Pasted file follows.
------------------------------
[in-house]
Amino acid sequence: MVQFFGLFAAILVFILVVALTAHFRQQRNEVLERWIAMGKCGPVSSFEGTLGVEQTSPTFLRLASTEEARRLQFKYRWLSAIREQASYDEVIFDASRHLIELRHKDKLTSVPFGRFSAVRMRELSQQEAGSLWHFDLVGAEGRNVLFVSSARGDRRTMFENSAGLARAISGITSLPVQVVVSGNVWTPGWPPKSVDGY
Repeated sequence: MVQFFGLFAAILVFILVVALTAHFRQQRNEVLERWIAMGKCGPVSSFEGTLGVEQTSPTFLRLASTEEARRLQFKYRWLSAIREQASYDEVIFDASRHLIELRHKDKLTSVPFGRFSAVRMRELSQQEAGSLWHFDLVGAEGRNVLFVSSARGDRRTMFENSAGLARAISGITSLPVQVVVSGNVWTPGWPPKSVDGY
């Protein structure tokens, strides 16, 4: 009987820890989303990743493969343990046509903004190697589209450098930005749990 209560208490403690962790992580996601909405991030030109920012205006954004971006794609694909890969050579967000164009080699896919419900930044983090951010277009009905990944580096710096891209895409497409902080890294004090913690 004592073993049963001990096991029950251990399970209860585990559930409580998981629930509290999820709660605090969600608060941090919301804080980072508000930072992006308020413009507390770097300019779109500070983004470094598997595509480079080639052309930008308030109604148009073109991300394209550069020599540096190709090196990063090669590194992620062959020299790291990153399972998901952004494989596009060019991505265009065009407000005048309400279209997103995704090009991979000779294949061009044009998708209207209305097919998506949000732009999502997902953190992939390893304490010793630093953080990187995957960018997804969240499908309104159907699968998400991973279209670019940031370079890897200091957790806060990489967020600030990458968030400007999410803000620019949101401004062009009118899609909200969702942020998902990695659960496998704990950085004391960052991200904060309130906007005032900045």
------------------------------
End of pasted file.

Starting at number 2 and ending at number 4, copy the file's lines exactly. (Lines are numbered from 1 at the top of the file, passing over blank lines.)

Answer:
Amino acid sequence: MVQFFGLFAAILVFILVVALTAHFRQQRNEVLERWIAMGKCGPVSSFEGTLGVEQTSPTFLRLASTEEARRLQFKYRWLSAIREQASYDEVIFDASRHLIELRHKDKLTSVPFGRFSAVRMRELSQQEAGSLWHFDLVGAEGRNVLFVSSARGDRRTMFENSAGLARAISGITSLPVQVVVSGNVWTPGWPPKSVDGY
Repeated sequence: MVQFFGLFAAILVFILVVALTAHFRQQRNEVLERWIAMGKCGPVSSFEGTLGVEQTSPTFLRLASTEEARRLQFKYRWLSAIREQASYDEVIFDASRHLIELRHKDKLTSVPFGRFSAVRMRELSQQEAGSLWHFDLVGAEGRNVLFVSSARGDRRTMFENSAGLARAISGITSLPVQVVVSGNVWTPGWPPKSVDGY
């Protein structure tokens, strides 16, 4: 009987820890989303990743493969343990046509903004190697589209450098930005749990 209560208490403690962790992580996601909405991030030109920012205006954004971006794609694909890969050579967000164009080699896919419900930044983090951010277009009905990944580096710096891209895409497409902080890294004090913690 004592073993049963001990096991029950251990399970209860585990559930409580998981629930509290999820709660605090969600608060941090919301804080980072508000930072992006308020413009507390770097300019779109500070983004470094598997595509480079080639052309930008308030109604148009073109991300394209550069020599540096190709090196990063090669590194992620062959020299790291990153399972998901952004494989596009060019991505265009065009407000005048309400279209997103995704090009991979000779294949061009044009998708209207209305097919998506949000732009999502997902953190992939390893304490010793630093953080990187995957960018997804969240499908309104159907699968998400991973279209670019940031370079890897200091957790806060990489967020600030990458968030400007999410803000620019949101401004062009009118899609909200969702942020998902990695659960496998704990950085004391960052991200904060309130906007005032900045």